disrespect for the Court. Such statements very clearly debase and degrade the
Supreme Court and, through the Court, the entire system of administration of
justice in the country. That respondent's baseless charges have had some
impact outside the internal world of subjective intent, is clearly demonstrated
by the filing of a complaint for impeachment of thirteen (13) out of the then
fourteen (14) incumbent members of this Court, a complaint the centerpiece
of which is a repetition of the appalling claim of respondent that this Court
deliberately rendered a wrong decision as an act of reprisal against the

The principal defense of respondent Gonzalez is that he was merely
exercising his constitutional right of free speech. He also invokes the related
doctrines of qualified privileged communications and fair criticism in the
public interest.
Respondent Gonzalez is entitled to the constitutional guarantee of free
speech. No one seeks to deny him that right, least of all this Court. What
respondent seems unaware of is that freedom of speech and of expression,
like all constitutional freedoms, is not absolute and that freedom of
expression needs on occasion to be adjusted to and accommodated with the
requirements of equally important public interests. One of these fundamental
public interests is the maintenance of the integrity and orderly functioning of
the administration of justice. There is no antinomy between free expression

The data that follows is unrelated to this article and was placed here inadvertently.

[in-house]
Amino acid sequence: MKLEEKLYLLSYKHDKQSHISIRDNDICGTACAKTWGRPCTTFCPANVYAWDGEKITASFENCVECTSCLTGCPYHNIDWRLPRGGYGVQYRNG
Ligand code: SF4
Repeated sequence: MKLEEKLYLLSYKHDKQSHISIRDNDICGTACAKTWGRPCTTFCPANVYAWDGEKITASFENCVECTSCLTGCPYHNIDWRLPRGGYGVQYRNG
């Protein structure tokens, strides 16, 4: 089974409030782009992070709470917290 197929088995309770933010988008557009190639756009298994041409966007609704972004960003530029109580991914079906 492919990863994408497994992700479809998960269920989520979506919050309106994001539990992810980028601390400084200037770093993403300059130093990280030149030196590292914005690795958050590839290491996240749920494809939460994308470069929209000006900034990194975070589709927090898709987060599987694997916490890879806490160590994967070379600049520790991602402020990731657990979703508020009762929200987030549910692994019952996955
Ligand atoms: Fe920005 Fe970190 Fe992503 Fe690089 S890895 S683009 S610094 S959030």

and the integrity of the system of administering justice. For the protection
and maintenance of freedom of expression itself can be secured only within
the context of a functioning and orderly system of dispensing justice, within
the context, in other words, of viable independent institutions for delivery of
justice which are accepted by the general community. As Mr. Justice
Frankfurter put it:
... A free press is not to be preferred to an independent judiciary, nor an
independent judiciary to a free press. Neither has primacy over the other;
both are indispensable to a free society. The freedom of the press in itself
presupposes an independent judiciary through which that freedom may, if
necessary be vindicated. And one of the potent means for assuring judges
their independence is a free press. 50
Mr. Justice Malcolm of this Court expressed the same thought in the
following terms:
The Organic Act wisely guarantees freedom of speech and press. This
constitutional right must be protected in its fullest extent. The Court has
heretofore given evidence of its tolerant regard for charges under the Libel
Law which come dangerously close to its violation. We shall continue in this
chosen path. The liberty of the citizens must be preserved in all of its
completeness. But license or abuse of liberty of the press and of the citizens
should not be confused with liberty ill its true sense. As important as is the
maintenance of an unmuzzled press and the free exercise of the rights of the
citizens is the maintenance of the independence of the Judiciary. Respect for
the Judiciary cannot be had if persons are privileged to scorn a resolution of
the court adopted for good purposes, and if such persons are to be permitted
by subterranean means to diffuse inaccurate accounts of confidential
proceedings to the embarassment of the parties and the courts. 51 (Emphasis

Only slightly (if at all) less important is the public interest in the capacity of
the Court effectively to prevent and control professional misconduct on the
part of lawyers who are, first and foremost, indispensable participants in the
task of rendering justice to every man. Some courts have held, persuasively it
appears to us, that a lawyer's right of free expression may have to be more
limited than that of a layman. 52
It is well to recall that respondent Gonzalez, apart from being a lawyer and